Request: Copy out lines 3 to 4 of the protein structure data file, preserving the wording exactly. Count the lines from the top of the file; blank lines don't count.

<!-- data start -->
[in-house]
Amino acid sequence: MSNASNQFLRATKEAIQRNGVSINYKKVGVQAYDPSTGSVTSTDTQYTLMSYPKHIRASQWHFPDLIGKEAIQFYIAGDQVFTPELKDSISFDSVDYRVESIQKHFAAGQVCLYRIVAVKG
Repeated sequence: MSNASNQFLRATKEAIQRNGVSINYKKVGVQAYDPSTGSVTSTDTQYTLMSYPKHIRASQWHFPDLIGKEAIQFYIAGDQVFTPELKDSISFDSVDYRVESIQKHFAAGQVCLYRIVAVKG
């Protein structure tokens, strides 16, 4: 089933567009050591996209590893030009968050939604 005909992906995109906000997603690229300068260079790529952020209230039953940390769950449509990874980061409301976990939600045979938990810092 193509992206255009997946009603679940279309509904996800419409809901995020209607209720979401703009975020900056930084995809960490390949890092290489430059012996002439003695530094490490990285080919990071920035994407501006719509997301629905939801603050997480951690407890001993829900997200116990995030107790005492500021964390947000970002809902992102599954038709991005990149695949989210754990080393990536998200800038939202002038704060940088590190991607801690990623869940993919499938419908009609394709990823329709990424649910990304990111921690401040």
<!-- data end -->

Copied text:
Repeated sequence: MSNASNQFLRATKEAIQRNGVSINYKKVGVQAYDPSTGSVTSTDTQYTLMSYPKHIRASQWHFPDLIGKEAIQFYIAGDQVFTPELKDSISFDSVDYRVESIQKHFAAGQVCLYRIVAVKG
């Protein structure tokens, strides 16, 4: 089933567009050591996209590893030009968050939604 005909992906995109906000997603690229300068260079790529952020209230039953940390769950449509990874980061409301976990939600045979938990810092 193509992206255009997946009603679940279309509904996800419409809901995020209607209720979401703009975020900056930084995809960490390949890092290489430059012996002439003695530094490490990285080919990071920035994407501006719509997301629905939801603050997480951690407890001993829900997200116990995030107790005492500021964390947000970002809902992102599954038709991005990149695949989210754990080393990536998200800038939202002038704060940088590190991607801690990623869940993919499938419908009609394709990823329709990424649910990304990111921690401040």